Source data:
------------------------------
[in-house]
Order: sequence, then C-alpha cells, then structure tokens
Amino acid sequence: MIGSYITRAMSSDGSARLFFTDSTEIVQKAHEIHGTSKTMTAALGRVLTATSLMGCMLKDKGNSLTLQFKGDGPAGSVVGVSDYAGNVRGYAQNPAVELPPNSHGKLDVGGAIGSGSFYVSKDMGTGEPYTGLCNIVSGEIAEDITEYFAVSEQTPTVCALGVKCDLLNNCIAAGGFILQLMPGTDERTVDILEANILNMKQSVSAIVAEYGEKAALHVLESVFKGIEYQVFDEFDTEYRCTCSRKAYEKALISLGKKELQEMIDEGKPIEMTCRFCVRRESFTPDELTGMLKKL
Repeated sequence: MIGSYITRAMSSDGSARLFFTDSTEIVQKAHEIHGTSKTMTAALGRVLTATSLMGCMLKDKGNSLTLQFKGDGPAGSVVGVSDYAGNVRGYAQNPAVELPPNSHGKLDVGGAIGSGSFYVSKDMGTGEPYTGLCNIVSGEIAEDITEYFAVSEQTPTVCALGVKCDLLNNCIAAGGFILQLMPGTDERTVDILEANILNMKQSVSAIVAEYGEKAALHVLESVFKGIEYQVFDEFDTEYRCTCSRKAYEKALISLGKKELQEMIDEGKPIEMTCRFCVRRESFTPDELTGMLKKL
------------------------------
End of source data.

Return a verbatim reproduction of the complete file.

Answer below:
[in-house]
Order: sequence, then C-alpha cells, then structure tokens
Amino acid sequence: MIGSYITRAMSSDGSARLFFTDSTEIVQKAHEIHGTSKTMTAALGRVLTATSLMGCMLKDKGNSLTLQFKGDGPAGSVVGVSDYAGNVRGYAQNPAVELPPNSHGKLDVGGAIGSGSFYVSKDMGTGEPYTGLCNIVSGEIAEDITEYFAVSEQTPTVCALGVKCDLLNNCIAAGGFILQLMPGTDERTVDILEANILNMKQSVSAIVAEYGEKAALHVLESVFKGIEYQVFDEFDTEYRCTCSRKAYEKALISLGKKELQEMIDEGKPIEMTCRFCVRRESFTPDELTGMLKKL
Repeated sequence: MIGSYITRAMSSDGSARLFFTDSTEIVQKAHEIHGTSKTMTAALGRVLTATSLMGCMLKDKGNSLTLQFKGDGPAGSVVGVSDYAGNVRGYAQNPAVELPPNSHGKLDVGGAIGSGSFYVSKDMGTGEPYTGLCNIVSGEIAEDITEYFAVSEQTPTVCALGVKCDLLNNCIAAGGFILQLMPGTDERTVDILEANILNMKQSVSAIVAEYGEKAALHVLESVFKGIEYQVFDEFDTEYRCTCSRKAYEKALISLGKKELQEMIDEGKPIEMTCRFCVRRESFTPDELTGMLKKL